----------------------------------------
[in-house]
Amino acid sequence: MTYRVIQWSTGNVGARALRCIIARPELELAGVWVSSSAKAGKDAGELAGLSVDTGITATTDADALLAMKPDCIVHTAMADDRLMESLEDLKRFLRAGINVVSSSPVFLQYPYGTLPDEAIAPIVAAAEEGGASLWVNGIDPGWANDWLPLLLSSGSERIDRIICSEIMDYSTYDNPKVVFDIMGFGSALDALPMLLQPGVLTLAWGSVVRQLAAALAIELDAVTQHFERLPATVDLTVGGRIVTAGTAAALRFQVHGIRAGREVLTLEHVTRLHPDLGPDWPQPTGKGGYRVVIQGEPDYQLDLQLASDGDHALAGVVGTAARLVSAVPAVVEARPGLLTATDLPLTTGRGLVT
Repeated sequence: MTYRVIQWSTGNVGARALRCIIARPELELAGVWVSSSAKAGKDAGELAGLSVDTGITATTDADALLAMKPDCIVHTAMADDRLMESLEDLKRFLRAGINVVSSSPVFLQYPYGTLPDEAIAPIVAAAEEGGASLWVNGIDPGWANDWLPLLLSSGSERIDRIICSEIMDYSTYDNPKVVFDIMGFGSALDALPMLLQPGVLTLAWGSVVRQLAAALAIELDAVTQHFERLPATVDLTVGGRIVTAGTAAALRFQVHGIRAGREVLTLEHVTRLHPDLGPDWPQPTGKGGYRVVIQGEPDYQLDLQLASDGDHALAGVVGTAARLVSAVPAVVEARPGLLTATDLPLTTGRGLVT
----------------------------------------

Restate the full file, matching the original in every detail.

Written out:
[in-house]
Amino acid sequence: MTYRVIQWSTGNVGARALRCIIARPELELAGVWVSSSAKAGKDAGELAGLSVDTGITATTDADALLAMKPDCIVHTAMADDRLMESLEDLKRFLRAGINVVSSSPVFLQYPYGTLPDEAIAPIVAAAEEGGASLWVNGIDPGWANDWLPLLLSSGSERIDRIICSEIMDYSTYDNPKVVFDIMGFGSALDALPMLLQPGVLTLAWGSVVRQLAAALAIELDAVTQHFERLPATVDLTVGGRIVTAGTAAALRFQVHGIRAGREVLTLEHVTRLHPDLGPDWPQPTGKGGYRVVIQGEPDYQLDLQLASDGDHALAGVVGTAARLVSAVPAVVEARPGLLTATDLPLTTGRGLVT
Repeated sequence: MTYRVIQWSTGNVGARALRCIIARPELELAGVWVSSSAKAGKDAGELAGLSVDTGITATTDADALLAMKPDCIVHTAMADDRLMESLEDLKRFLRAGINVVSSSPVFLQYPYGTLPDEAIAPIVAAAEEGGASLWVNGIDPGWANDWLPLLLSSGSERIDRIICSEIMDYSTYDNPKVVFDIMGFGSALDALPMLLQPGVLTLAWGSVVRQLAAALAIELDAVTQHFERLPATVDLTVGGRIVTAGTAAALRFQVHGIRAGREVLTLEHVTRLHPDLGPDWPQPTGKGGYRVVIQGEPDYQLDLQLASDGDHALAGVVGTAARLVSAVPAVVEARPGLLTATDLPLTTGRGLVT